Which Gate ICs to buy

Discussion in 'General Electronics Chat' started by Dawud Beale, Feb 8, 2013.

  1. Dawud Beale

    Thread Starter Member

    Feb 10, 2012
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    Hi everyone

    At uni we use something called a "logic trainer" to test combinational digital circuits. Its basicaly 74series logic ICs in big containers with pins that plug into a board. You can plug them in and connect them to switches and LEDs to test various circuits and it also has a few extra features like an LED and decoder.

    It costs £1000 and I was going to get one. I realised though, that I can pretty much buy a few gates and switches and get the same functionality for less than a £100 and test my combinational logic circuits on a breadboard instead.

    Is there any recommended series of logic gate ICs or equipment for constructing and testing logic circuits at home?
     
  2. tshuck

    Well-Known Member

    Oct 18, 2012
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    Typical learning IC are the 74 series.... While CMOS devices are more supply voltage tolerant, they are ESD sensitive, so learning with them is harder as you can fry them by simply touching them...
     
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  3. Dawud Beale

    Thread Starter Member

    Feb 10, 2012
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    is there a kit available that contains a set of ICs and some switches and various others bits or do I just need to get everything individually?

    Can you recommend anything specific from somewhere like Farnell as there were over 3000 options for me to choose from unfortunately. Also how could you get switches to be used as digital inputs inconjunction witha breadboard? is there anything particularly practical?
     
  4. tshuck

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    I typically recommend a kit from Radioshack(the only thing I will from there!), but it doesn't look like radioshack is out where you are...

    Let me look...

    With combinational circuits, you needn't worry about switch bounce, so just wiring them up like this is fine...
     
  5. bertus

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  6. tshuck

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  7. crutschow

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  8. takao21203

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    Apr 28, 2012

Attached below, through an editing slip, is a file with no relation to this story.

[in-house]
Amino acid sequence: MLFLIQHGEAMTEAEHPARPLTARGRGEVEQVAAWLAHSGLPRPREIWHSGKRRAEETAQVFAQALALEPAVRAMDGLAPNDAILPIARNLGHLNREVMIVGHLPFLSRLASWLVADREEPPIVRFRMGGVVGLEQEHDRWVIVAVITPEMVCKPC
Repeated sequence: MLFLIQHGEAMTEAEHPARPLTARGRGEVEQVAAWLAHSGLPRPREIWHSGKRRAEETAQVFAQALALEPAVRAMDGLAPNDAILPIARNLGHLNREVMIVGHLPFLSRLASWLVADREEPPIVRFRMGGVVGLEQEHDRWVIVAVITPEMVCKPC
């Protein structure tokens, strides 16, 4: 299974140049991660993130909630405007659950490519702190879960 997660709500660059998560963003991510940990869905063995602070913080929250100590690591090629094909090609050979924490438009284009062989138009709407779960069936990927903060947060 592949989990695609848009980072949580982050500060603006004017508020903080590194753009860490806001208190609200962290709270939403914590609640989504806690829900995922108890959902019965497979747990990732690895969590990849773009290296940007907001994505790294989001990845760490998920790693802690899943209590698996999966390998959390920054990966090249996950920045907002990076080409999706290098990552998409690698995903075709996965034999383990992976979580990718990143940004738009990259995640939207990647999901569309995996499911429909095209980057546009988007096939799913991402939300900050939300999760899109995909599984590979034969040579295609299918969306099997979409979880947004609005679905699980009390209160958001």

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    Discrete combinatorial logic is deprecated for quite a long while.

    A 1000 pound wow amazing. The kind of circuits you can build with these are quite limited. Think of the original IBM PC- it was crammed with 74xx chips.

    Get some PIC 16F59, a bag with LEDs and one with pushbuttons, some displays, and some transistors as well.

    You can perfectly do all that logic in software.

    You can write regular style, and you can even program the PICs as logic ICs! So you could build circuits having a logic IC with 32 I/O.

    It works with some 100 KHz upto into the MHz range depending on complexity. The PIC would behave the same as a logic IC.

    The thing is you can reprogram the firmware, the truth tables, and you can change the I/O assignments freely.

    Get for instance 25pcs. PIC 16f59. I think a good advice, and I use them myself, among more powerful PICs.

    Have a look at the board I built, a 6 digit LCD, a 4bit RICOH real time clock, and soon also a 32 keys pad matrix. The PICs are linked with a 3-wire serial bus. Frequency is 650 KHz only so they can run for a long time from a button cell.

    The best LEDs are straw hat 4.8mm- they can give good indication at only 1mA! So you can use 4.7k resistors and save a lot of battery power.

    If you only need 50pcs or 100pcs., I can resell straw hat LEDs to you, much faster shipping than from China, and still low price.

    I have in the past used 74hc595 shifters but it is so much effort to wire them up if you need more than one. Now I am replacing them with PIC16f59, since it has 32 I/O lines, I can implement nearly 4 chips with one single chip.

    it is by the way easy to program a PIC 16f59 as AND, OR, XOR, flip flop, decoder or any kind of these combinatorial designs. It is pretty much straightforward.

    It is not the same as using PICs as a microcontroller- you would really make them behave the same as a 74xx logic IC.

    Of course you can not drive these with 10 MHz input. Upto 1 MHz is easily archieveable.

    So what you need:

    25 pcs. 16f59 - about 25 dollar + shipping + tax

    PICKIT3 - 30 to 60 dollar depends if you use a clone or the original Microchip programmer. Other programmers are not as good but may work for the 16f59 well enough, so you can save some dollars if you have to

    200 pcs. Straw hat LEDs or preferably 1000pcs. bag

    1/8W 2.2K, 4.7K and 22K- these cost about $5 for 1000pcs. bags

    Some transistors and digital MOSFETs- Farnell has these for good prices. 2n2007, 2n3904 and 2n3906 are standard types.

    Displays- you could use character LCDs, LED 7seg, or LED matrix. With a PIC you can easily use multiplexed 4-digit LED displays.

    If you want to stick to real 74xx you would see even to output 4 digits HEX is a big effort of wires. It is not really worth it.